As can be seen in the above screenshot, there was a text message written in the file which had some clue related to the application. I copied the completed message from the browser which is given below.

"2018-04-23: I've been messing with that struts stuff, and it's pretty cool! I think it might be neat to host that on this server too. Haven't made any real web apps yet, but I have tried that example you get to show off how it works (and it's the REST version of the example!). Oh, and right now I'm 

using version 2.5.12, because other versions were giving me trouble. -K

2018-04-22: SMB has been configured. -K

2018-04-21: I got Apache set up. Will put in our content later. –J”

From this message, I understand that this is an under-development server. There is no web application hosted yet, but SMB service is configured on the machine. I have highlighted this in the above message.

Now let’s read the other text file, “j.txt.” The content of this text file can be seen in the following screenshot.

The given text is little difficult to read so I again copied the text from the browser and pasted it below.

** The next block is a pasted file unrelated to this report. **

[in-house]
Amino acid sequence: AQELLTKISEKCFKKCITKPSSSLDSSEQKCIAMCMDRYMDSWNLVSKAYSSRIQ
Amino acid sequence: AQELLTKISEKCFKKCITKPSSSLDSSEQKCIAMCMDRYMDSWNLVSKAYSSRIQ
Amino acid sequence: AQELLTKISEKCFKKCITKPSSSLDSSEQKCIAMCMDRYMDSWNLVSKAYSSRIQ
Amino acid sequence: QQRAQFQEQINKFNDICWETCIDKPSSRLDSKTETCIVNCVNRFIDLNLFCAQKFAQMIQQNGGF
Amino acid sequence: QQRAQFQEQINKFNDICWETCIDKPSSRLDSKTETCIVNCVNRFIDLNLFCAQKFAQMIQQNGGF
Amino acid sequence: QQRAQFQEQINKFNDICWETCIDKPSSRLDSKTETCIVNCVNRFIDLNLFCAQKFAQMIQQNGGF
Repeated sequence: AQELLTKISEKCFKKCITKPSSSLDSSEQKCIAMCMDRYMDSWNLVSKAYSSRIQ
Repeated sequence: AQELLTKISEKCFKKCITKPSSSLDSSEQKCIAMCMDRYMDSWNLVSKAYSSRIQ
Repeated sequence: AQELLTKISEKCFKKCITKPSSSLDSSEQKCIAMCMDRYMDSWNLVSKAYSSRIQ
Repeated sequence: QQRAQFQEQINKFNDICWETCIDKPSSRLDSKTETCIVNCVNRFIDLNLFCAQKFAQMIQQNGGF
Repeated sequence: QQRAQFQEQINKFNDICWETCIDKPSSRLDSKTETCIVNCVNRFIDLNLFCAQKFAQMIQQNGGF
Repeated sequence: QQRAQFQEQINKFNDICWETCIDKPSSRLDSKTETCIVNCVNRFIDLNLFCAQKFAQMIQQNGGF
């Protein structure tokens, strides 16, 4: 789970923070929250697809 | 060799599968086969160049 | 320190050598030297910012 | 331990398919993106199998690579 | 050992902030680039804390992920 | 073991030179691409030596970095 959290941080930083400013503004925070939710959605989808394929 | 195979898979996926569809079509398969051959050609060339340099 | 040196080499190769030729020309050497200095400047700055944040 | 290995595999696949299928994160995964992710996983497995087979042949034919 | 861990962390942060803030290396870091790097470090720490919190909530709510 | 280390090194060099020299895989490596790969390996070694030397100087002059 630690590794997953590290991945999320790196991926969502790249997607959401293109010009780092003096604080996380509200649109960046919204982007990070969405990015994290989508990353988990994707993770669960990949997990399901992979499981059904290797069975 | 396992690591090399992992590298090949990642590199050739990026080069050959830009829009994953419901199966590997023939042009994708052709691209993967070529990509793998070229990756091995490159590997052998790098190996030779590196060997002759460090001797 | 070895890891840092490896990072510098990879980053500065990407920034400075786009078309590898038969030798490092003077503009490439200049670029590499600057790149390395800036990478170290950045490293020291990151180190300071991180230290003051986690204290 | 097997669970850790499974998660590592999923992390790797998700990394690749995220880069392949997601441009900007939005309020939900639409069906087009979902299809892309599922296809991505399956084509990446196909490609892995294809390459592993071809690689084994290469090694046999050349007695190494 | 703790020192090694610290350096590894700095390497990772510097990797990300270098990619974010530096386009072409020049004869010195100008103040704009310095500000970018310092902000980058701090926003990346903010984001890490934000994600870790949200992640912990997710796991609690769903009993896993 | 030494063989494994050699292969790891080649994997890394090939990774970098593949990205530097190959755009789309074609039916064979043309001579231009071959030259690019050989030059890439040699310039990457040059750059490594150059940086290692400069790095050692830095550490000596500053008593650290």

"For J:
I've been auditing the contents of /etc/shadow to make sure we don't have any weak credentials, and I was able to crack your hash really easily. You know our password policy, so please follow it? Change that password ASAP.
-K"

By this message I understand that this is the message for J from some user K that he is using weak password for this user and it can be easily cracked. I have also highlighted that text which can be seen in the above section.

As of now we do not know the username, but we have the SMB port available. So let’s start the enumeration for the SMB port. For enumerating SMB I used a utility called “enum4linux,” which is by default available in Kali Linux. The enum4linux screenshot can be seen in the following screenshot.

Command Used: enum4linux 192.168.1.11

After completion of the scan, a large output was generated by the tool. After analyzing the output I found that two usernames were enumerated by the tool, which can be seen in the following screenshot.

We found two usernames from the above output. Thanks to the information gathered from the previous hint, we know that user ‘J’ is using weak password. So let’s run the brute force attack for user “jan.” I will be using hydra utility for the brute force/dictionary-based attack; it can be seen in the screenshot given below.

Command Used : hydra -l jan -P /usr/share/wordlists/rockyou.txt 192.168.1.11 ssh

As can be seen in the above screenshot, we have got the password for the user “jan.” Identified credentials are given below.

Username: jan

Password: Armando

Let’s try to log into the target machine with these credentials.

As can be seen in the above screenshot, we have successfully logged into the application! But this user was not a root user on the target machine, and to complete the CTF we need root-level privilege on the target machine. So I started enumerating details which would be helpful to getting root access.